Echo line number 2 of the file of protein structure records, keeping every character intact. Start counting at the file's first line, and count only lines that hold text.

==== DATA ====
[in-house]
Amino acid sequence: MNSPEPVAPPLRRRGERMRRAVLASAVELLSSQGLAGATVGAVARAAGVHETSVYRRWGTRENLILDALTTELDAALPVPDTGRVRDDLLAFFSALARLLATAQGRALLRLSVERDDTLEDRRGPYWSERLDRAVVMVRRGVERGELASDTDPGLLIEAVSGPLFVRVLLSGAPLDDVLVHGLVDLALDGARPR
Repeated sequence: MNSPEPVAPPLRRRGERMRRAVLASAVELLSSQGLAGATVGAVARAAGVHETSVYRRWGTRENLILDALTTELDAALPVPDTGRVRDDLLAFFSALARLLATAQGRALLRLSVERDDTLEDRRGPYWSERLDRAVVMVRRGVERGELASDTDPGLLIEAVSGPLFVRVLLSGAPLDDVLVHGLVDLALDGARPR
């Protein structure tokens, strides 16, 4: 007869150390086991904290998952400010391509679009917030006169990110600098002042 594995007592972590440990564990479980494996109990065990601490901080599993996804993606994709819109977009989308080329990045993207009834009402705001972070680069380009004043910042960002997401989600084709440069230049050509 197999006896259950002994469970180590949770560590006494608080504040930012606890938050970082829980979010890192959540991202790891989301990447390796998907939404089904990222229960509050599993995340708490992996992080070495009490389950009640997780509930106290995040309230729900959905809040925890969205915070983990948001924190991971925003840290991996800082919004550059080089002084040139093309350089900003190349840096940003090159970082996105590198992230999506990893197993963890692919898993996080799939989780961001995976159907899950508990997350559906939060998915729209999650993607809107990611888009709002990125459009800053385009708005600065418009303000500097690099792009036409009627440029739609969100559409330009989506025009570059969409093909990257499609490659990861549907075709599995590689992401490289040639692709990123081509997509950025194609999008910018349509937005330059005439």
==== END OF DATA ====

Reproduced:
Amino acid sequence: MNSPEPVAPPLRRRGERMRRAVLASAVELLSSQGLAGATVGAVARAAGVHETSVYRRWGTRENLILDALTTELDAALPVPDTGRVRDDLLAFFSALARLLATAQGRALLRLSVERDDTLEDRRGPYWSERLDRAVVMVRRGVERGELASDTDPGLLIEAVSGPLFVRVLLSGAPLDDVLVHGLVDLALDGARPR